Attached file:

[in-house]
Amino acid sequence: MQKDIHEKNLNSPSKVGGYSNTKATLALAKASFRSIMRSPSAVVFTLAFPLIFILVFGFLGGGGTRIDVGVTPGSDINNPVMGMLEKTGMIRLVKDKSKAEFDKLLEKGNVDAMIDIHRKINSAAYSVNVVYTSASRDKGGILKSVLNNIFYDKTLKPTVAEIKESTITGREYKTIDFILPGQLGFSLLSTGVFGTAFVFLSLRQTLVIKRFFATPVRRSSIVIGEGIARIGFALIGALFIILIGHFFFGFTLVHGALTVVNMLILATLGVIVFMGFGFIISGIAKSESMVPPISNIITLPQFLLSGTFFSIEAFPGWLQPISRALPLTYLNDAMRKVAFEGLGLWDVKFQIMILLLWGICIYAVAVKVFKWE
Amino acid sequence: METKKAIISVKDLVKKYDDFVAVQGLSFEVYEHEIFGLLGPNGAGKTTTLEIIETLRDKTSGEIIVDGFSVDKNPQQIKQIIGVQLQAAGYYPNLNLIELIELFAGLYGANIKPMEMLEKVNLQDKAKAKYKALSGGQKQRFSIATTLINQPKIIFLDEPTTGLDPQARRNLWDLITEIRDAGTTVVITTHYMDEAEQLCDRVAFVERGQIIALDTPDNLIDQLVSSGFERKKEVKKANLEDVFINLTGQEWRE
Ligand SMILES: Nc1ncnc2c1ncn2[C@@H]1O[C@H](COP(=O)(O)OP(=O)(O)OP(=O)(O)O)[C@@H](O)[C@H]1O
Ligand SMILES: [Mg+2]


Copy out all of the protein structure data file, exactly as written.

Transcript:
[in-house]
Amino acid sequence: MQKDIHEKNLNSPSKVGGYSNTKATLALAKASFRSIMRSPSAVVFTLAFPLIFILVFGFLGGGGTRIDVGVTPGSDINNPVMGMLEKTGMIRLVKDKSKAEFDKLLEKGNVDAMIDIHRKINSAAYSVNVVYTSASRDKGGILKSVLNNIFYDKTLKPTVAEIKESTITGREYKTIDFILPGQLGFSLLSTGVFGTAFVFLSLRQTLVIKRFFATPVRRSSIVIGEGIARIGFALIGALFIILIGHFFFGFTLVHGALTVVNMLILATLGVIVFMGFGFIISGIAKSESMVPPISNIITLPQFLLSGTFFSIEAFPGWLQPISRALPLTYLNDAMRKVAFEGLGLWDVKFQIMILLLWGICIYAVAVKVFKWE
Amino acid sequence: METKKAIISVKDLVKKYDDFVAVQGLSFEVYEHEIFGLLGPNGAGKTTTLEIIETLRDKTSGEIIVDGFSVDKNPQQIKQIIGVQLQAAGYYPNLNLIELIELFAGLYGANIKPMEMLEKVNLQDKAKAKYKALSGGQKQRFSIATTLINQPKIIFLDEPTTGLDPQARRNLWDLITEIRDAGTTVVITTHYMDEAEQLCDRVAFVERGQIIALDTPDNLIDQLVSSGFERKKEVKKANLEDVFINLTGQEWRE
Ligand SMILES: Nc1ncnc2c1ncn2[C@@H]1O[C@H](COP(=O)(O)OP(=O)(O)OP(=O)(O)O)[C@@H](O)[C@H]1O
Ligand SMILES: [Mg+2]